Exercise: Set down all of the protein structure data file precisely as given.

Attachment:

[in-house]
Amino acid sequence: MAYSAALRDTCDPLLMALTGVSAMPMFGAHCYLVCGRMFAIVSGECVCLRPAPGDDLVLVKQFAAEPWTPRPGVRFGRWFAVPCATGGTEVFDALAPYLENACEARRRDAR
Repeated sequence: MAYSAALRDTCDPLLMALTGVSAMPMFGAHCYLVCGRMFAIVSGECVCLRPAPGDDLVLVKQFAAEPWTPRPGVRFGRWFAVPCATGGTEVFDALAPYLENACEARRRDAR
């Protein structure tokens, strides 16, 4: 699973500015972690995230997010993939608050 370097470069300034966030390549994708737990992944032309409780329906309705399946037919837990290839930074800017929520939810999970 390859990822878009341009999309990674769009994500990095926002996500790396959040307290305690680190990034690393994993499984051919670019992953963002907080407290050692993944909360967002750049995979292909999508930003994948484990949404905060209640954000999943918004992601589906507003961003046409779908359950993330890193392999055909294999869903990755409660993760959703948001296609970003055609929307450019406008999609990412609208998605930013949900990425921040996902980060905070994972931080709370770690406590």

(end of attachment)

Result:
[in-house]
Amino acid sequence: MAYSAALRDTCDPLLMALTGVSAMPMFGAHCYLVCGRMFAIVSGECVCLRPAPGDDLVLVKQFAAEPWTPRPGVRFGRWFAVPCATGGTEVFDALAPYLENACEARRRDAR
Repeated sequence: MAYSAALRDTCDPLLMALTGVSAMPMFGAHCYLVCGRMFAIVSGECVCLRPAPGDDLVLVKQFAAEPWTPRPGVRFGRWFAVPCATGGTEVFDALAPYLENACEARRRDAR
């Protein structure tokens, strides 16, 4: 699973500015972690995230997010993939608050 370097470069300034966030390549994708737990992944032309409780329906309705399946037919837990290839930074800017929520939810999970 390859990822878009341009999309990674769009994500990095926002996500790396959040307290305690680190990034690393994993499984051919670019992953963002907080407290050692993944909360967002750049995979292909999508930003994948484990949404905060209640954000999943918004992601589906507003961003046409779908359950993330890193392999055909294999869903990755409660993760959703948001296609970003055609929307450019406008999609990412609208998605930013949900990425921040996902980060905070994972931080709370770690406590």